It was pretty clear early on that Dave Gardner would become a hockey player. After all, his father Cal had enjoyed a splendid 12-year NHL career which saw him win two Cups. Dave's younger brother Paul would also make it to the NHL for 10 seasons.
Montreal selected Dave 8th overall in the 1972 Amateur Draft. Unfortunately for Dave the Canadiens team was deep on centers. They had Henri Richard, Jacques Lemaire and Pete Mahovlich who all were excellent centers. Dave saw limited action in the NHL as a rookie (5 games) and played mostly for the Canadiens farm team in the AHL (Nova Scotia). He scored a fine 72 points in 66 games and showed that he belonged in the NHL. Dave managed to earn a regular spot on the Canadiens team for the 1973-74 season but didn't see much ice time.
Montreal would trade him for St. Louis' 1st round draft pick in 1974 (Doug Risebrough). Dave's stint in St. Louis was brief, too A couple of months later he was traded to the California Golden Seals (who later became the Cleveland Barons) where he played four seasons of solid hockey, scoring 16 goals three times and 19 once.
When Cleveland and Minnesota merged there was no place for Dave and he was placed on the NHL reserve list where he was picked up by the Los Angeles Kings. LA placed him in Binghamton where he played in the AHL. After Dave and his family had settled there they bought out his contract and released him. Dave's hockey career seemed to be over, but he got a break when he was invited to play for Team Canada in the December 1979 Izvestija tournament in Moscow.
People from the Philadelphia Flyers organization were in Moscow and liked what they saw. They signed Dave as a free agent and assigned him to their AHL team (Maine Mariners). Dave was on fire and scored 55 points (20+35) in 37 games. He played so well that the Flyers called him up for two games in which he scored two points.
When the 79-80 season was over Dave thought that he was on his way back to the NHL. But in August 1980 Dave realized that there was no interest in his services, despite his fine performance. This time he really thought that his career was over at 28. It turned out that it would be the start of the second phase of his pro career. The European phase.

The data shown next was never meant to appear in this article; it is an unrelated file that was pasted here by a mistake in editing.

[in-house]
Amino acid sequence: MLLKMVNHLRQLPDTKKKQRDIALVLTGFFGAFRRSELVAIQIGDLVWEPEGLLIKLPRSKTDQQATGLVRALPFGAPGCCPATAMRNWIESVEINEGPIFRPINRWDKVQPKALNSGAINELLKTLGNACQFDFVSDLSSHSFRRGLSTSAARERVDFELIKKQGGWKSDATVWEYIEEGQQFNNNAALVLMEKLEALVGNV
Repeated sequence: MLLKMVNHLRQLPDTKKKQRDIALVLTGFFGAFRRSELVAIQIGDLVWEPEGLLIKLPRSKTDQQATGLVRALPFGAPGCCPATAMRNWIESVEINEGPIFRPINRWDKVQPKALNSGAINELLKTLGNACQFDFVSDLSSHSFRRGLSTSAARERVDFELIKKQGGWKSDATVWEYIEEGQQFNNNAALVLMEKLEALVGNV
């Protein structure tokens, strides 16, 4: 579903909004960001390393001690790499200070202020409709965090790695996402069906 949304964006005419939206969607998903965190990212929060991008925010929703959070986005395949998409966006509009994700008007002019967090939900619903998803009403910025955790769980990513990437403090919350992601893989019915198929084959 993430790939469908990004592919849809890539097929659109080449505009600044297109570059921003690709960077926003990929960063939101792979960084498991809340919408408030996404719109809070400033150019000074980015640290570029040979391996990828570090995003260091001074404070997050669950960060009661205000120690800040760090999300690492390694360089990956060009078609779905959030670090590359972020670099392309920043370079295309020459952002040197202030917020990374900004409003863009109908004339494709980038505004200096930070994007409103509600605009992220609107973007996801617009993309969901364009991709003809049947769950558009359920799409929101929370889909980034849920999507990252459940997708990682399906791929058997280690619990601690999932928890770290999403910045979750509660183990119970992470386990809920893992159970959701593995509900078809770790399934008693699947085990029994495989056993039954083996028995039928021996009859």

Dave was contacted by the Swiss 2nd division club Ambri-Piotta and he jumped on the offer since he felt that he still had a lot to offer in a hockey rink. And little did he know that the interest would be so intense in a 2nd division club in Switzerland. Dave soon found out that there were 8,000 people jamming an arena that only had a capacity for 6,500. The interest for hockey was huge in the small Swiss Alp village.
Soon after Dave had arrived to Switzerland he looked at his current situation:
" I think it would be a total mistake for me if I were simply dragging out my career for one extra year. I'm history now (in the NHL). At 28, I could have been getting started on something new. But this was an opportunity to see something most Canadians never experience, learn a different language and culture, be together with my family a lot, get some new perspective on hockey and life in general. The one thing that does make me laugh is guys like Lemaire (who played two seasons in Switzerland) saying they left the NHL and came to Europe to relax. Hey,I didn't get away from pressure by moving here. It's worse, if anything. I've got 7-8000 people watching me, expecting me to get three goals a night and letting me know about it if I don't. And it seems like I face most of them on the street the next day. The Canadians are under the gun all the time. I don't mind it, see. But I ain't relaxing, believe me," Dave said.
The pressure was indeed high on the Canadian players over in Switzerland. They were very well paid with NHL type of salaries. Dave was an immidiate hit in Switzerland, and he was surprised of the high playing level.
"I was surprised at the calibre of hockey. The guys don't have a lot of know-how but they're in better condition than pros back home, even though they all have daytime jobs," Dave said
Another surprising element for Dave was how enthusiastic the fans were in Switzerland.
"This country is crazy for hockey in a way Canada lived through years ago. I have trouble paying for anything around here, especially after we win. My car has my name on the side so I could never get a ticket no matter where I parked. Listen, I've got to say it. I'm big time here." Dave said.
Dave was indeed very successful in Switzerland and spent five seasons there, scoring two points per game. It was in fact his European hockey career that was the most successful one. Dave is one of many former NHL'ers who revived their hockey careers in Europe.
Had another team drafted him who wasn't as deep at the center position then Dave might have enjoyed a more successful NHL career. But as it turned out his career was pretty rewarding anyway.